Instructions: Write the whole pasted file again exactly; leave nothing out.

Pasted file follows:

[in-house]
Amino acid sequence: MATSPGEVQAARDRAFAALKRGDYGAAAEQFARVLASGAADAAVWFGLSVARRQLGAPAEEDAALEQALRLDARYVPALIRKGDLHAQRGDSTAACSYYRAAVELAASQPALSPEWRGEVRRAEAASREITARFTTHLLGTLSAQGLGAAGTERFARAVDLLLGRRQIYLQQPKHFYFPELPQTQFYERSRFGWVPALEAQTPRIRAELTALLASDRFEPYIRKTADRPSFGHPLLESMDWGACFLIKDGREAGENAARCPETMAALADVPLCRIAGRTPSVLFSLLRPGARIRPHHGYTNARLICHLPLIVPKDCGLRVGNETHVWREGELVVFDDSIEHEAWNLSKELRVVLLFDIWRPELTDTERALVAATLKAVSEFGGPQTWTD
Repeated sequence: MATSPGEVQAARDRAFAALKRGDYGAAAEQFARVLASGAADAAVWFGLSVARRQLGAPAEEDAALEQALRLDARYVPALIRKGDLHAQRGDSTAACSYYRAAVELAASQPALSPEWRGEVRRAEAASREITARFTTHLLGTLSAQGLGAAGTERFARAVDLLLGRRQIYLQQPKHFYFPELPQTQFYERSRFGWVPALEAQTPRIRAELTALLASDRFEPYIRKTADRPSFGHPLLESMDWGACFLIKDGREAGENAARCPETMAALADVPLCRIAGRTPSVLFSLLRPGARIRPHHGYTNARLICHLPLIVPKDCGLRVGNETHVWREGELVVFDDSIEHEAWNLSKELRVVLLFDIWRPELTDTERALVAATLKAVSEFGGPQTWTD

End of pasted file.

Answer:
[in-house]
Amino acid sequence: MATSPGEVQAARDRAFAALKRGDYGAAAEQFARVLASGAADAAVWFGLSVARRQLGAPAEEDAALEQALRLDARYVPALIRKGDLHAQRGDSTAACSYYRAAVELAASQPALSPEWRGEVRRAEAASREITARFTTHLLGTLSAQGLGAAGTERFARAVDLLLGRRQIYLQQPKHFYFPELPQTQFYERSRFGWVPALEAQTPRIRAELTALLASDRFEPYIRKTADRPSFGHPLLESMDWGACFLIKDGREAGENAARCPETMAALADVPLCRIAGRTPSVLFSLLRPGARIRPHHGYTNARLICHLPLIVPKDCGLRVGNETHVWREGELVVFDDSIEHEAWNLSKELRVVLLFDIWRPELTDTERALVAATLKAVSEFGGPQTWTD
Repeated sequence: MATSPGEVQAARDRAFAALKRGDYGAAAEQFARVLASGAADAAVWFGLSVARRQLGAPAEEDAALEQALRLDARYVPALIRKGDLHAQRGDSTAACSYYRAAVELAASQPALSPEWRGEVRRAEAASREITARFTTHLLGTLSAQGLGAAGTERFARAVDLLLGRRQIYLQQPKHFYFPELPQTQFYERSRFGWVPALEAQTPRIRAELTALLASDRFEPYIRKTADRPSFGHPLLESMDWGACFLIKDGREAGENAARCPETMAALADVPLCRIAGRTPSVLFSLLRPGARIRPHHGYTNARLICHLPLIVPKDCGLRVGNETHVWREGELVVFDDSIEHEAWNLSKELRVVLLFDIWRPELTDTERALVAATLKAVSEFGGPQTWTD